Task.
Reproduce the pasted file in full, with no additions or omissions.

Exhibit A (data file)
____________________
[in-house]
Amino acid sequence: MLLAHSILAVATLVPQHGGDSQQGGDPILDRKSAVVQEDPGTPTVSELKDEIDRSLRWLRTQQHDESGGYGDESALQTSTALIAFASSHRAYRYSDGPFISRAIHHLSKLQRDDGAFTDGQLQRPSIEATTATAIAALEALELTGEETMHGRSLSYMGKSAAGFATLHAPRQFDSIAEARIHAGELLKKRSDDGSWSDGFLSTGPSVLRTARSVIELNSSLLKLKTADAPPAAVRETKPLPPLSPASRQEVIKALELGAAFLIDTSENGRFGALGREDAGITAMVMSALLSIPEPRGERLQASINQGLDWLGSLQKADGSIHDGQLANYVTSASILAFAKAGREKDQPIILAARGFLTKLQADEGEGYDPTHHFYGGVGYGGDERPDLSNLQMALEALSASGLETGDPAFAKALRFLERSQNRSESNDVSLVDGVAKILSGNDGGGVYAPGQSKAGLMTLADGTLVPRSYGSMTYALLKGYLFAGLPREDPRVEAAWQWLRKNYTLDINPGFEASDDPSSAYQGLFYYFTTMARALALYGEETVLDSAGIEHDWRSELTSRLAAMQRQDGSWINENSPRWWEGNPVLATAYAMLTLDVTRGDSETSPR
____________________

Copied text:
[in-house]
Amino acid sequence: MLLAHSILAVATLVPQHGGDSQQGGDPILDRKSAVVQEDPGTPTVSELKDEIDRSLRWLRTQQHDESGGYGDESALQTSTALIAFASSHRAYRYSDGPFISRAIHHLSKLQRDDGAFTDGQLQRPSIEATTATAIAALEALELTGEETMHGRSLSYMGKSAAGFATLHAPRQFDSIAEARIHAGELLKKRSDDGSWSDGFLSTGPSVLRTARSVIELNSSLLKLKTADAPPAAVRETKPLPPLSPASRQEVIKALELGAAFLIDTSENGRFGALGREDAGITAMVMSALLSIPEPRGERLQASINQGLDWLGSLQKADGSIHDGQLANYVTSASILAFAKAGREKDQPIILAARGFLTKLQADEGEGYDPTHHFYGGVGYGGDERPDLSNLQMALEALSASGLETGDPAFAKALRFLERSQNRSESNDVSLVDGVAKILSGNDGGGVYAPGQSKAGLMTLADGTLVPRSYGSMTYALLKGYLFAGLPREDPRVEAAWQWLRKNYTLDINPGFEASDDPSSAYQGLFYYFTTMARALALYGEETVLDSAGIEHDWRSELTSRLAAMQRQDGSWINENSPRWWEGNPVLATAYAMLTLDVTRGDSETSPR